Qualifying Article 2.08 UEL Regulations:
administrative measure or disciplinary sanction?
At a first glance, the question of the
legal nature of the ineligibility measure of Article 2.08 is rather
theoretical, but it also bears important practical implications. The
identification of the legal nature of Article 2.08 as administrative or
disciplinary determines ‘how this measure
shall be applied and under which legal principles’.
In other words, the characterization of the measure of Article 2.08 as a
disciplinary one may trigger the application of UEFA Disciplinary regulations,
including the strict liability principle and the possibility of issuance of a
probationary period. Before proceeding with our analysis, it should be pointed
out that the Fenerbahçe case, deals
with the legal nature of Article 2.05 UEFA Champions League Regulations (UCLR).
However, since the wording of Article 2.05 UCLR and Article 2.08 UELR is
exactly the same, the panel’s findings are transposable.
When qualifying the legal nature of the
ineligibility measure in match-fixing disputes, the Fenerbahçe,Besiktas and Eskişehirspor panels used as a landmark the well-established
distinction between administrative acts and disciplinary measures.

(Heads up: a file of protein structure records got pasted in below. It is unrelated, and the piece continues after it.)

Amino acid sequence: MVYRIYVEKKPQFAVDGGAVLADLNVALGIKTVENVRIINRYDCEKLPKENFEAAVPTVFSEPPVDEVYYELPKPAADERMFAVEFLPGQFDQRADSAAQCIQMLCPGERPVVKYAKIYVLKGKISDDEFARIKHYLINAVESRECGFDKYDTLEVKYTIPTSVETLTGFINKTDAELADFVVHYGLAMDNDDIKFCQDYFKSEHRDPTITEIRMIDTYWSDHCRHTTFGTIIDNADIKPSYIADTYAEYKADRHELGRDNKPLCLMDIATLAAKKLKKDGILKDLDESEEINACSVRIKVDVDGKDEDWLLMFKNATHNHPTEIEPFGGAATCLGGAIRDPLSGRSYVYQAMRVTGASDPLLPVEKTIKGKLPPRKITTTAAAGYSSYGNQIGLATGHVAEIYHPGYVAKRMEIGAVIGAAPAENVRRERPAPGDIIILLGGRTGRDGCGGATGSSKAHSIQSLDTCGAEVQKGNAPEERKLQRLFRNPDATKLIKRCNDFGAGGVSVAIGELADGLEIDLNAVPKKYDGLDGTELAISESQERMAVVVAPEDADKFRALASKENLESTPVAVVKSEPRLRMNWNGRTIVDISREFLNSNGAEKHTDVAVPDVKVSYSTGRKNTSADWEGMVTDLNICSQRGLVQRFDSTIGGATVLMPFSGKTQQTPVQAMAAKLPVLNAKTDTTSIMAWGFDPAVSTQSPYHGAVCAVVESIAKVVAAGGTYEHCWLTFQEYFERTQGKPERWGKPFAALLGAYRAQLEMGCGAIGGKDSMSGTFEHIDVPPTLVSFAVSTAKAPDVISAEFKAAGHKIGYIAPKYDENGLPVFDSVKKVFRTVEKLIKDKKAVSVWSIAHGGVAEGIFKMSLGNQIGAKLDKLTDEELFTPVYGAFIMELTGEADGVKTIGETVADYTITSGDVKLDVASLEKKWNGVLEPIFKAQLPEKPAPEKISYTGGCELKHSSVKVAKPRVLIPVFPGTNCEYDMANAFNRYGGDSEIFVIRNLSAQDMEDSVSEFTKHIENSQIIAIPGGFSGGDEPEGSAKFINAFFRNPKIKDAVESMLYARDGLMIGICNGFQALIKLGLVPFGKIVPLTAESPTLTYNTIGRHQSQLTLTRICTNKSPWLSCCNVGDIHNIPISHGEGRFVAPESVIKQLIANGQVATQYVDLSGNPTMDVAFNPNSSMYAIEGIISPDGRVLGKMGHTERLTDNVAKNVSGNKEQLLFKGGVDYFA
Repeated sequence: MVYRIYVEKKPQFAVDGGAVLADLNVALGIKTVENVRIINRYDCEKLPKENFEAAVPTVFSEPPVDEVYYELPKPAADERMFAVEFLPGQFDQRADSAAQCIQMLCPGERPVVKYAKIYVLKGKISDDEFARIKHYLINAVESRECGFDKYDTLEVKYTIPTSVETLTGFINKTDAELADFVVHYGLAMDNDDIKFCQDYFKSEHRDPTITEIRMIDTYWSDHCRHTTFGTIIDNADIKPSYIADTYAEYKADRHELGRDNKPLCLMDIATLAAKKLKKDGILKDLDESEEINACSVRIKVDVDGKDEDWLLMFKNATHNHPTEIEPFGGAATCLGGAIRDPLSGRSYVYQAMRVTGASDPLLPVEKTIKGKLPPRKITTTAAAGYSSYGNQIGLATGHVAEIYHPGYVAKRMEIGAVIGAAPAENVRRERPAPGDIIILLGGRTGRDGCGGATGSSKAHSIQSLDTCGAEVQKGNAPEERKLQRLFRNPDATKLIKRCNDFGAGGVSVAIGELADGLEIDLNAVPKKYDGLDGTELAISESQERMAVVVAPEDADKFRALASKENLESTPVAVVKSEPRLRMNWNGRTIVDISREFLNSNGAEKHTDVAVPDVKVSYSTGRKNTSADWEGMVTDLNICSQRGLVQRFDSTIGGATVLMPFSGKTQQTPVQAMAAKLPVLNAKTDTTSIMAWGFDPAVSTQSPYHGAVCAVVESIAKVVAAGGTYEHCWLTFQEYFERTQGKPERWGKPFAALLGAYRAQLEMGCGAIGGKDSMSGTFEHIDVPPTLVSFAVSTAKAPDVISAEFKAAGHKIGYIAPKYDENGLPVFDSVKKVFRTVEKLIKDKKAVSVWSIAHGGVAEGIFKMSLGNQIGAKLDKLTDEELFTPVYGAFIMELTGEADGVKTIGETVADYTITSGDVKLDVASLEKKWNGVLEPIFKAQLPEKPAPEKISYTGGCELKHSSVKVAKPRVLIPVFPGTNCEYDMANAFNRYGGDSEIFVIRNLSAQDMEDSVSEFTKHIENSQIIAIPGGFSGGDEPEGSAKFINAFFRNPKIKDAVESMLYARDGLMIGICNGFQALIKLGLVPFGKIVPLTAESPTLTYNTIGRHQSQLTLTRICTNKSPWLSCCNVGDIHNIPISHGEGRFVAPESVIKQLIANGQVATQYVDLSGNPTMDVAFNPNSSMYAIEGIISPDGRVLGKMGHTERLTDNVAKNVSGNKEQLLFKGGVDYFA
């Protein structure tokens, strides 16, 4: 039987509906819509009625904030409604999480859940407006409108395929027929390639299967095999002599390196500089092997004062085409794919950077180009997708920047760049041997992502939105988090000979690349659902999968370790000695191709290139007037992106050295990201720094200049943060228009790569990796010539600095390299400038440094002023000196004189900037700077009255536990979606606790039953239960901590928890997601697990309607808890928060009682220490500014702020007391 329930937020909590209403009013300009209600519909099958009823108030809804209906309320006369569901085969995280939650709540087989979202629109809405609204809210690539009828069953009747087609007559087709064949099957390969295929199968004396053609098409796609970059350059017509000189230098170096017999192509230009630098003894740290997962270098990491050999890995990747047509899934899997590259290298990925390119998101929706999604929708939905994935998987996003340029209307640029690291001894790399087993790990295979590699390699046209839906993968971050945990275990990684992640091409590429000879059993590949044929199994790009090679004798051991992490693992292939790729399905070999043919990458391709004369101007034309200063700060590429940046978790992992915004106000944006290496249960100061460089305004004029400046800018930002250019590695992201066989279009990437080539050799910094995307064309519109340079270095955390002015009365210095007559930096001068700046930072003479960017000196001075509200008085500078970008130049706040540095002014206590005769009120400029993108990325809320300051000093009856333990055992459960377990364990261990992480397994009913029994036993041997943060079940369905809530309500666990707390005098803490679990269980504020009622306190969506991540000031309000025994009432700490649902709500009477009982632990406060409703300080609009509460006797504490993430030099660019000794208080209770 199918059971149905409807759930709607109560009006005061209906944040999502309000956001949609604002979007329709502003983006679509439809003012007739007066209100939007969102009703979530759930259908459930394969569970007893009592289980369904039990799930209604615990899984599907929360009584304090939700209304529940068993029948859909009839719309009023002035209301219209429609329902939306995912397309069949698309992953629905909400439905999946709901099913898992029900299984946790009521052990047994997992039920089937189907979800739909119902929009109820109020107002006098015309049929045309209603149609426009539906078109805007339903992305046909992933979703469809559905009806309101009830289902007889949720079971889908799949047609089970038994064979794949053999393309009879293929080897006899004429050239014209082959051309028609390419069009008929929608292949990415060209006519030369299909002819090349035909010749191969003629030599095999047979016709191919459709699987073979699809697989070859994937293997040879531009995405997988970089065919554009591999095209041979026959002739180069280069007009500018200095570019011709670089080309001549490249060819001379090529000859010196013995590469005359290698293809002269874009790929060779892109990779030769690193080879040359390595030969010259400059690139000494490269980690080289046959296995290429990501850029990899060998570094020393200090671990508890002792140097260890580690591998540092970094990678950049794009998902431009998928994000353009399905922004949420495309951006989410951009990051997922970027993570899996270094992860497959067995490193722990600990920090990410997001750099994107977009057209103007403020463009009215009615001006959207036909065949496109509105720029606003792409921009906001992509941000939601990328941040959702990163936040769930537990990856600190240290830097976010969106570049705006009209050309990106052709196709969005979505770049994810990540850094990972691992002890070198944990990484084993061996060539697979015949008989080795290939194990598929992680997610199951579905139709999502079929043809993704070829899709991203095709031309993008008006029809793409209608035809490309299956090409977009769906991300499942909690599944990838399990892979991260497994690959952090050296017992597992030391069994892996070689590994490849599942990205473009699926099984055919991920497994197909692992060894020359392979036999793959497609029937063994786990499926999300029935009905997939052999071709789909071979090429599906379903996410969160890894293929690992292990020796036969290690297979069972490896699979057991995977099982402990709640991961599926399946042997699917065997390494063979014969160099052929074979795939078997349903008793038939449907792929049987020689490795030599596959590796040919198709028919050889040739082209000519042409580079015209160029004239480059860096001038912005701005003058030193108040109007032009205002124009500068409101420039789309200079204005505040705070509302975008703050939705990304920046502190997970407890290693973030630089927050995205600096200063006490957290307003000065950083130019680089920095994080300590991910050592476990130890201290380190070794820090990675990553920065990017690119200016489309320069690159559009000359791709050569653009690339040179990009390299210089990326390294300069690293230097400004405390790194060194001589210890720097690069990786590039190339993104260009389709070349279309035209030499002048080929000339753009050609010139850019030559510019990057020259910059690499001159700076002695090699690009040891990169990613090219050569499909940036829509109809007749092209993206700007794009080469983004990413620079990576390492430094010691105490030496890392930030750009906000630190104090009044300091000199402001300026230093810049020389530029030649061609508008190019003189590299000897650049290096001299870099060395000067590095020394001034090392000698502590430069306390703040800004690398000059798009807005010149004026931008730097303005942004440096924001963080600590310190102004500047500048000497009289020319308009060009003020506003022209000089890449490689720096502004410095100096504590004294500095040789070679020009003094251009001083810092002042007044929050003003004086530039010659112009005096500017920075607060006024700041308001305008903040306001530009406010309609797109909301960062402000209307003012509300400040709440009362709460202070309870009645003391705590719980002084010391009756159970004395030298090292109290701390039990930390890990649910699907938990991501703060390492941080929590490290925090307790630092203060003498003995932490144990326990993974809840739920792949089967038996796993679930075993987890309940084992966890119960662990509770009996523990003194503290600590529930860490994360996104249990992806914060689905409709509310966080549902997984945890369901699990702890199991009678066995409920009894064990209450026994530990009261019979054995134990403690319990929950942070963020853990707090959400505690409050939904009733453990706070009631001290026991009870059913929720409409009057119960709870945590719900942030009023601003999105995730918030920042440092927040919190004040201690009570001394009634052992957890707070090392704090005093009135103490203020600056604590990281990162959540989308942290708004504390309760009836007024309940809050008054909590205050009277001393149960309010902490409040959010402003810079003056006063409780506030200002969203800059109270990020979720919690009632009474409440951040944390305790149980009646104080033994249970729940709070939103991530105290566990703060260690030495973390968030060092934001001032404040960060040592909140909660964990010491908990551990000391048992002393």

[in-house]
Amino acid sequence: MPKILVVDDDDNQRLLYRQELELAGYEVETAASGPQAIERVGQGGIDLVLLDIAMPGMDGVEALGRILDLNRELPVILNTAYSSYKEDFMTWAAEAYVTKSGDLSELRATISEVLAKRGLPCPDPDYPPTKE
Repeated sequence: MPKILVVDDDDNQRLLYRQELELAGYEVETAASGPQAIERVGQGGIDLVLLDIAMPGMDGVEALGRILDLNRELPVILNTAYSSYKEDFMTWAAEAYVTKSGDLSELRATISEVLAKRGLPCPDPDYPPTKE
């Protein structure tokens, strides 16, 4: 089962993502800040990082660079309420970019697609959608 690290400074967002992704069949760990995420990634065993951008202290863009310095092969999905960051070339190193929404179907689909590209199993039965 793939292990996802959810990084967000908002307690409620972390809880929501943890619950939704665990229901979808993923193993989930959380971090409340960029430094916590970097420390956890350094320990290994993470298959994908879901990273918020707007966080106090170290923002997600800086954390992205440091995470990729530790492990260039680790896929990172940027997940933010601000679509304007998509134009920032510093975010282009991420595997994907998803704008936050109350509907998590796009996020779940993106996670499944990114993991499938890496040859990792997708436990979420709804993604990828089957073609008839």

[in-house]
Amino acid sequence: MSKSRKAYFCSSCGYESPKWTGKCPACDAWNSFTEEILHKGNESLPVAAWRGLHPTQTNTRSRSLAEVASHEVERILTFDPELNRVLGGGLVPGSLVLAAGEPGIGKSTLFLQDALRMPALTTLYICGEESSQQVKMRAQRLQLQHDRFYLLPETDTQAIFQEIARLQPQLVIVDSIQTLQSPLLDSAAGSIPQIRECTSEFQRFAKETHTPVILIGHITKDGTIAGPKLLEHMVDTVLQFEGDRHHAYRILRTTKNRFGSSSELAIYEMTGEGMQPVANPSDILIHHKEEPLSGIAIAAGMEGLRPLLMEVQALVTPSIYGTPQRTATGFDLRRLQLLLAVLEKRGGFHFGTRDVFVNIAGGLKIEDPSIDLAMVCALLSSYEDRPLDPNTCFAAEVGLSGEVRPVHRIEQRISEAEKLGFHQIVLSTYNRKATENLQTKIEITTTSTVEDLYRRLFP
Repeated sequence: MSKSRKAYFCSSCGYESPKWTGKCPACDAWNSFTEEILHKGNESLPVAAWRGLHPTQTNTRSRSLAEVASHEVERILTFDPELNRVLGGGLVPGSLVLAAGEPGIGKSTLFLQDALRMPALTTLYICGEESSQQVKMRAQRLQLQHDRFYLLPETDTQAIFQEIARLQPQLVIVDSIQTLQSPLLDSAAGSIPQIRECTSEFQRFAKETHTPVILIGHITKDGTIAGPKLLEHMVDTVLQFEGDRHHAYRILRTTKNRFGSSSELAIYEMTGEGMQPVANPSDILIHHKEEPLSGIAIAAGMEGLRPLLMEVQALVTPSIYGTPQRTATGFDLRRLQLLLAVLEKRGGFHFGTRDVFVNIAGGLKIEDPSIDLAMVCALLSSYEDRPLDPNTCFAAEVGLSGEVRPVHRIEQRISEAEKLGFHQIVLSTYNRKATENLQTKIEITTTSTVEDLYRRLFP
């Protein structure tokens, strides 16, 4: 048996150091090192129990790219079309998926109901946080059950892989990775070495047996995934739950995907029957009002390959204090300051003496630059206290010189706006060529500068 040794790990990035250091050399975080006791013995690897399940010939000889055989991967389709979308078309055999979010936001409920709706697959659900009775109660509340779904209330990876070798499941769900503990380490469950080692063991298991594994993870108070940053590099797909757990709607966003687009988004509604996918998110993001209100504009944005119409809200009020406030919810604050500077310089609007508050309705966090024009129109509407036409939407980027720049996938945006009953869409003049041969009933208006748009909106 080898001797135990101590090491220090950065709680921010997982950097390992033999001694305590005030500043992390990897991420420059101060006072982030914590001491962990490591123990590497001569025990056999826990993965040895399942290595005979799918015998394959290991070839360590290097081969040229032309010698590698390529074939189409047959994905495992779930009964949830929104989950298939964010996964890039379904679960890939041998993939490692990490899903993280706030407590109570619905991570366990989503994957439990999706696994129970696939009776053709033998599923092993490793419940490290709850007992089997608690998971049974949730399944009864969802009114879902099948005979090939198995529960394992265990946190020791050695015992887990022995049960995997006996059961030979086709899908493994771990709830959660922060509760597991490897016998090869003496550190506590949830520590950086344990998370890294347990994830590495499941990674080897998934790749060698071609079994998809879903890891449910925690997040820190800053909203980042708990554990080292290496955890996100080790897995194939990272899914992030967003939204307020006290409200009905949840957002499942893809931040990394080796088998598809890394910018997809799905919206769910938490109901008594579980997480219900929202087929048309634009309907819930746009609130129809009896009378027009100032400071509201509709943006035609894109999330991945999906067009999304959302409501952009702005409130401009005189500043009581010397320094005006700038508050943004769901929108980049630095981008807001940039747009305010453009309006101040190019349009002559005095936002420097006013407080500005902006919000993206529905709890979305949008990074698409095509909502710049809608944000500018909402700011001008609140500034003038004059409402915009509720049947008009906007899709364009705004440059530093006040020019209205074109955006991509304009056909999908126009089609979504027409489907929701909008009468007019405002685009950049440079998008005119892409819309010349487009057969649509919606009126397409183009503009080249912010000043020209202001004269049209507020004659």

This is the common point of reference for the three cases, which thereafter
differentiates in the interpretation of the ineligibility measure.
In the first case, the Fenerbahçe panel introduced the idea of
a ‘two stage process’ in match-fixing
disputes: the first stage encompasses an administrative measure, akin to a
preliminary minimum sanction, while the second stage is a disciplinary measure,
imposing an additional sanction. Thereafter, in a surprising twist the CAS declared
the inherent disciplinary nature of the administrative measure of ineligibility,
since the subject matter of Article 2.08 is ‘the imposition of a sanction’. According to this panel, the minimum
sanction serves the legitimate interest of UEFA to exclude a club from European
competitions with immediate effect, while additional sanctions can be imposed
if the circumstances so justify. However, this interpretation creates a paradox